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Cutting down speed between carves- yep i know what ur gonna say


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Really really baggy clothes?*

A small parachute?

Dragging an anchor behind you?

Flatter slopes?

Softer, slower snow?

How about, less time in the fall-line, more time carving up hill?

* As a cyclist, I know how much aerodynamics affects cycling speeds, and it occurs to me that it would have a similar level of effect with snowboarding. IOW, baggy clothes really will slow you down.

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Guest Randy S.

Last weekend we did some speed testing with a radar gun. My skier friend went from 71 to 75 mph on the same slope by shedding his coat and baggy shorts (down to a speed suit). I went from 65 to 69 with a similar strip-down. We were on the same slope for both runs with the same start spot. That's a big difference. Baggy clothes do slow you down.

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If you want to slow down, Randy is the last guy you want to take advice from :D

My speed problems ended when I stopped "easing" into turns. This sounds like what Jack is talking about in his article, along with smooth and quick transitions between turns to manage the speed (especially if the turns don't take you directly across the fall line).

Now if I get the board up on edge a LOT, and FAST, speed is easily managed. I also (try to) transition from turn to turn faster.

As I look at some of the videos I see here, they could easily be me, two years ago, when I went too fast, made shallow turns, and couldn't handle anything steep. It took me forever to break out of that, it was a plateau that I spent two or three years fighting.

But what did it for me was going to steeper terrain, starting out at a slower speed, traversing across the hill on my heel edge, and suddenly committing like hell to a toeside turn, really pushing the edge with my toes. The board came around so easily (and quickly) right across the fall line, and my speed stayed low, and it immediately took the fear out of steeps. It was a totally different feeling than what I had been used to. My old way of carving would have built up so much speed that I would panic and skid.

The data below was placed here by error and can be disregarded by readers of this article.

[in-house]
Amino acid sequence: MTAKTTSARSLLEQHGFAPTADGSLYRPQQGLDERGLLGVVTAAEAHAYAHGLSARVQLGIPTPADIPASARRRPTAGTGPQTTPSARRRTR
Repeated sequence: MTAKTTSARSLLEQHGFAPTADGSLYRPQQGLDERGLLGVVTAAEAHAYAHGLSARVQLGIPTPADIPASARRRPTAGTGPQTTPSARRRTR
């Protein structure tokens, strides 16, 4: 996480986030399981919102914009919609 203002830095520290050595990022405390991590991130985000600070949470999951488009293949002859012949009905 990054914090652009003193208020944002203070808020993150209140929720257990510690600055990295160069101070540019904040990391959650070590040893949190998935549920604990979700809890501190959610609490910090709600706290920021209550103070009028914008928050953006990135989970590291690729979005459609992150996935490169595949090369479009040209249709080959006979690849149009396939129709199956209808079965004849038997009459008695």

This isn't an expert opinion, it's just from someone who just very recently realized that I was stuck in a rut and needed to try something radically different, and it sure worked.

Unfortunately my heelsides are not quite keeping up with my toesides, but they're getting there. I still ease into those, but not as bad as before.

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A lot of what has been said here is great - let me say it another way (same info though). Work on getting on a high edge angle early in the turn. As soon as you transfer edges, immediately work on getting your board up on edge - a high edge angle. Use your ankles to do this as much as possible. Many people try to throw their upper body ino the turn. This is a tactic, and even a fun one. To begin to learn this effectively, don't throw your body into it too much. Ankles for angles!

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Linux sometimes rules, FreeBSD rules... but most of the time MacOSX rules ;)

I think that putting some adhesive on base could work. If that does not help then put sand paper on that adhesive and it will slow you down.

On the other hand, I usually skid tail into turn in more controlled way if I need to lose some speed. Just don't force too much angulation on back foot and it will wash out as it tries to pass tip of the board and so it goes on higher radius (not a pure carve though). You can also achieve that by stomping more on tip, but be careful (like Helmut said) you overdo that on small sidecut radius/short board and you will wake up in bushes if that happend at really high speed.

You can also open up your shoulders and put arms into the air to increase drag. Baggy outwear helps too.

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